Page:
Parent Response

It’s time to transition to bedtime. This is precisely when 2e kids ‘wake up.’ Why is that? Why do so many parents share with me that just when they are starting the bedtime routine, that is when their 2e child wants to talk, sing, dance, run around or just be with a parent? 2e kids keep emotions safely tucked away as much as they can. We know what happens when they unleash those big feelings – and by the way, they are trying to keep them under wraps in public. So, when it’s wind down time, it’s almost like the internal cabinet holding their emotions, is suddenly unlocked and with an enormous WHOOSH! the energy is released.

Precisely at this time, parents of 2e kids are dying for their own downtime. They’ve worked hard, they have bills to pay, emails to answer, maybe they are even trying for stolen moments with a spouse or a friend. This is exactly the time they want to hang up their parenting hat, put up their feet and sigh with relief. Sorry. That’s not now. I promise that will come and likely sooner if you can find the energy to give some extra attention to your 2e child right now. The 2e child needs to feel validated somewhere. They need to feel seen and appreciated and even celebrated at some point in the day. 

Does this mean an all-out dance party every night before bed? No way. But it does mean structuring up some time intentionally to allow your child to talk and for you to actively listen and empathize. Establish this as part of the bedtime routine; call it ‘Pillow Talk’ or ‘Cuddle Time.’ When you name it, it allows you to tell your child you want to make sure you have time for it. Ask what they want to do to wind down for bedtime. Talk about showering or bathing – if that is calming for him, perhaps reading or listening to a book, maybe hearing classical music and some established one-on-one time with a parent to just listen. These nighttime chats should be free from judgment, teaching and problem solving. The parent’s role is to listen. To validate. To absorb your child’s myriads of emotions. 

When your child shares something hard – that they’re thinking about death, the environment, politics, or how someone was mean at school, or how the teacher said something insulting or just didn’t understand – this is the time to say “Wow, that sounds like it was hard to hear.” Or “Gee, that must not have felt very good.” Or “You are thinking about important things.” Avoid going into problem solving mode. Just make space for your child to reflect and share. If you learn something that seems to need adult intervention, consider emailing the teacher or other professional, to ask for a phone conversation. If you feel your emotions are triggered, wait until the morning before sending the email.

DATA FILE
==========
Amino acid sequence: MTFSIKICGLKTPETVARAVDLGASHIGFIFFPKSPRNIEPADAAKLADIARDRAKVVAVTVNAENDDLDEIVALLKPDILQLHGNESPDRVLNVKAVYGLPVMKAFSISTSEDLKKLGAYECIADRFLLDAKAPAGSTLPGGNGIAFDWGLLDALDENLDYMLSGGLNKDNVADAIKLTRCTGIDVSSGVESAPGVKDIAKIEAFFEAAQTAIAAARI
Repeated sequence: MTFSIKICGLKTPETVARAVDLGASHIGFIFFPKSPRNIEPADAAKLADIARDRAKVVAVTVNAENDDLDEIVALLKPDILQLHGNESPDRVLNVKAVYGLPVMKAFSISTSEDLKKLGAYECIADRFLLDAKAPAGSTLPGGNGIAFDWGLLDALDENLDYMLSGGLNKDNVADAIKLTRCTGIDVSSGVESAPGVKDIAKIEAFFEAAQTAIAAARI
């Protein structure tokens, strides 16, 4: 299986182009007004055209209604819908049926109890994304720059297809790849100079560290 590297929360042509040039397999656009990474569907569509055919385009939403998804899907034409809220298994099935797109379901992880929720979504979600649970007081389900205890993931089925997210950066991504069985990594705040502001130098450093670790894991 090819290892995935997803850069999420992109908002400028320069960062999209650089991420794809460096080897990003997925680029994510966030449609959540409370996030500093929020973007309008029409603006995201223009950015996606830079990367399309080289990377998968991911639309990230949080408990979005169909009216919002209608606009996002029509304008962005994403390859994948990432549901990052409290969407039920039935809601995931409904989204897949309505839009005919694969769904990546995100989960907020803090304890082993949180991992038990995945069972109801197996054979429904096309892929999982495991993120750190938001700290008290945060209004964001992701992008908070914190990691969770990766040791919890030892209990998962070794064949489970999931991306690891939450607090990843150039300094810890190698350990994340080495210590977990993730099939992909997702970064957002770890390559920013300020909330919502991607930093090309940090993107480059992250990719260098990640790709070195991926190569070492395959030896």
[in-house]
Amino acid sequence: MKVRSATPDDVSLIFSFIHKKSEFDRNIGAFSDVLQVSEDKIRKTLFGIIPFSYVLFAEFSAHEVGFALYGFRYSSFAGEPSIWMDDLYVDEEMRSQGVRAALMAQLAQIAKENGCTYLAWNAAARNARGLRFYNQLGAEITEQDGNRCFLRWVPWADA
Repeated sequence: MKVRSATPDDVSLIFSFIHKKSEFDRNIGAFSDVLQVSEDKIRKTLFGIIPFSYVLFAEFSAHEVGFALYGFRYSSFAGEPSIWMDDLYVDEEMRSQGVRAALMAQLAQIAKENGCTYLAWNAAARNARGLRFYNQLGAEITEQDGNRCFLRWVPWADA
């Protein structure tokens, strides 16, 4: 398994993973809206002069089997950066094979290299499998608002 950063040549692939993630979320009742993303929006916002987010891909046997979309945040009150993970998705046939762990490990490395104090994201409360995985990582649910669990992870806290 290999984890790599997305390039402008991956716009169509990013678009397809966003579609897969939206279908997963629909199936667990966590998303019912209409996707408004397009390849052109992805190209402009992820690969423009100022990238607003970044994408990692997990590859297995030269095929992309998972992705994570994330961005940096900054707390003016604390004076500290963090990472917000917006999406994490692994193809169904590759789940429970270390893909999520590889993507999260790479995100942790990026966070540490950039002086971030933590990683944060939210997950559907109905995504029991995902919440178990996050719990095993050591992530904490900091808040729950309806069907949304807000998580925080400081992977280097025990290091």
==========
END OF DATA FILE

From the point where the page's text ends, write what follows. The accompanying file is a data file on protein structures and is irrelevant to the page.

Adult Response

Gifted and 2e adults seek companionship and find most fulfillment when they are with others who share their passions, intellect and abilities. If you are a 2e adult hanging out with other 2e adults, likely conversations are deep, meaningful and sometimes difficult. 2e adults respond in bigger ways to what happens around them. The cycle listed above can happen in social and professional settings for the 2e adult. Perhaps you are frustrated at a professional or social event where people seem to only want to engage in small talk. Maybe you are having a conversation and you are shocked at someone’s political viewpoint or maybe you just have self-doubt about how this person perceives you. Maybe the challenge comes in the other direction where you find the adult you are talking to rude, annoying, frustrating, boastful, or a know-it-all. 

In any case, in order to be your best self, you need to be aware of your own emotions. Why is this so bothersome to you? Is it really worth getting into a power struggle? If you think of the acrimonious conversation as a tug-of-war game, can you drop the rope? How can you get to your empathy place? How can you understand why the other person is behaving a certain way, reacting the way he is, or simply saying what he is saying? You do not have to be life-long friends with this person, but in order to save yourself the pain of your own intense emotions, it is immensely helpful to depersonalize and ensure that you do not make this conversation, about you more than is necessary. So many 2e adults find themselves challenged in the social arena because of a misunderstanding of the other person or feeling misunderstood. Undoubtedly this triggers emotions and memories from childhood when the 2e child felt socially awkward or misunderstood or just felt badly about themselves. In fact, as an adult, deep down they may be thinking – haven’t I already been through this? Why is this still a problem? Check your emotions. See if you can find understanding for the person with whom you are interacting and more importantly, for yourself.

When we allow emotions to inform our reactions to challenging situations – we set up conflict. Whether you think of it as a tug of war, a full-fledged battle or detonating a bomb, in order to diffuse the situation and solve the problem, we must set aside our egos, forego assumptions and enlist our wells of empathy, understanding and hope. 

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Julie Skolnick

Julie Skolnick

Julie Skolnick, M.A., J.D., is the Founder of With Understanding Comes Calm, LLC, through which she passionately guides parents of gifted and distractible children, mentors 2e adults, and collaborates with and advises educators and professionals on bringing out the best and raising self-esteem in their students and clients.